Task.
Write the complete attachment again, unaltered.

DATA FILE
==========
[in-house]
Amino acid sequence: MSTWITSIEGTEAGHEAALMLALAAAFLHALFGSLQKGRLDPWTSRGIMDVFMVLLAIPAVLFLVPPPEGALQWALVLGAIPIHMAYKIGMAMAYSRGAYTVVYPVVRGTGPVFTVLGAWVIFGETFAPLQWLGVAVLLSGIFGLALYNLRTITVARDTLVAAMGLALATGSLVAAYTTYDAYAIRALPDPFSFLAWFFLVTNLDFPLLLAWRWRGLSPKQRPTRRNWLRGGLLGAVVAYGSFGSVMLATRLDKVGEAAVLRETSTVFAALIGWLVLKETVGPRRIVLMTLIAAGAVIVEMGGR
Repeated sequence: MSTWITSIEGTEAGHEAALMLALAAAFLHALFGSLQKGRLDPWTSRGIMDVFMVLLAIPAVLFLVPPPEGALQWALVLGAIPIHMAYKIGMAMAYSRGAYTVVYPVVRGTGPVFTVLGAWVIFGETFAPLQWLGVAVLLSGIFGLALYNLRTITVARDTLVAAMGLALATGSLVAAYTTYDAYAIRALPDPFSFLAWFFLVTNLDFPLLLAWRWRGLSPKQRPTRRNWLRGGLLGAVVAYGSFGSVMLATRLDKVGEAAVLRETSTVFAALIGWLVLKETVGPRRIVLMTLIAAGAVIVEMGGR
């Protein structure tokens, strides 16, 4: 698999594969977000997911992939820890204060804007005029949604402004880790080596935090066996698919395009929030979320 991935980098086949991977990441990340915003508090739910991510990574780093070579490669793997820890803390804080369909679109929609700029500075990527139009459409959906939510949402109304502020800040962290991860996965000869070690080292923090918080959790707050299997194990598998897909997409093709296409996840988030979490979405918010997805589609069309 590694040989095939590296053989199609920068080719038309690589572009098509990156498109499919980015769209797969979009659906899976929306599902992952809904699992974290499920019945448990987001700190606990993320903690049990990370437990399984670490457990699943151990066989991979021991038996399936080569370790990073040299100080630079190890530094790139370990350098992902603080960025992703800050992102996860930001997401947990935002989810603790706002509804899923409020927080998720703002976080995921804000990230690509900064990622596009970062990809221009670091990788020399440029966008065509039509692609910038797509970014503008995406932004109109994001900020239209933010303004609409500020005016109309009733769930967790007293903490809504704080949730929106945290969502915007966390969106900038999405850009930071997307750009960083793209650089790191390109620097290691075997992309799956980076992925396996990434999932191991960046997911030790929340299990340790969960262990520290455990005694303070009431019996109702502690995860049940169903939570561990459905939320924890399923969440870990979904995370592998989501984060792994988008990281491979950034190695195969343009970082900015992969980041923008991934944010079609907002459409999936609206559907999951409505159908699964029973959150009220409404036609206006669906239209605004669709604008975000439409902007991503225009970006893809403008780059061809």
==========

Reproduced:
[in-house]
Amino acid sequence: MSTWITSIEGTEAGHEAALMLALAAAFLHALFGSLQKGRLDPWTSRGIMDVFMVLLAIPAVLFLVPPPEGALQWALVLGAIPIHMAYKIGMAMAYSRGAYTVVYPVVRGTGPVFTVLGAWVIFGETFAPLQWLGVAVLLSGIFGLALYNLRTITVARDTLVAAMGLALATGSLVAAYTTYDAYAIRALPDPFSFLAWFFLVTNLDFPLLLAWRWRGLSPKQRPTRRNWLRGGLLGAVVAYGSFGSVMLATRLDKVGEAAVLRETSTVFAALIGWLVLKETVGPRRIVLMTLIAAGAVIVEMGGR
Repeated sequence: MSTWITSIEGTEAGHEAALMLALAAAFLHALFGSLQKGRLDPWTSRGIMDVFMVLLAIPAVLFLVPPPEGALQWALVLGAIPIHMAYKIGMAMAYSRGAYTVVYPVVRGTGPVFTVLGAWVIFGETFAPLQWLGVAVLLSGIFGLALYNLRTITVARDTLVAAMGLALATGSLVAAYTTYDAYAIRALPDPFSFLAWFFLVTNLDFPLLLAWRWRGLSPKQRPTRRNWLRGGLLGAVVAYGSFGSVMLATRLDKVGEAAVLRETSTVFAALIGWLVLKETVGPRRIVLMTLIAAGAVIVEMGGR
């Protein structure tokens, strides 16, 4: 698999594969977000997911992939820890204060804007005029949604402004880790080596935090066996698919395009929030979320 991935980098086949991977990441990340915003508090739910991510990574780093070579490669793997820890803390804080369909679109929609700029500075990527139009459409959906939510949402109304502020800040962290991860996965000869070690080292923090918080959790707050299997194990598998897909997409093709296409996840988030979490979405918010997805589609069309 590694040989095939590296053989199609920068080719038309690589572009098509990156498109499919980015769209797969979009659906899976929306599902992952809904699992974290499920019945448990987001700190606990993320903690049990990370437990399984670490457990699943151990066989991979021991038996399936080569370790990073040299100080630079190890530094790139370990350098992902603080960025992703800050992102996860930001997401947990935002989810603790706002509804899923409020927080998720703002976080995921804000990230690509900064990622596009970062990809221009670091990788020399440029966008065509039509692609910038797509970014503008995406932004109109994001900020239209933010303004609409500020005016109309009733769930967790007293903490809504704080949730929106945290969502915007966390969106900038999405850009930071997307750009960083793209650089790191390109620097290691075997992309799956980076992925396996990434999932191991960046997911030790929340299990340790969960262990520290455990005694303070009431019996109702502690995860049940169903939570561990459905939320924890399923969440870990979904995370592998989501984060792994988008990281491979950034190695195969343009970082900015992969980041923008991934944010079609907002459409999936609206559907999951409505159908699964029973959150009220409404036609206006669906239209605004669709604008975000439409902007991503225009970006893809403008780059061809």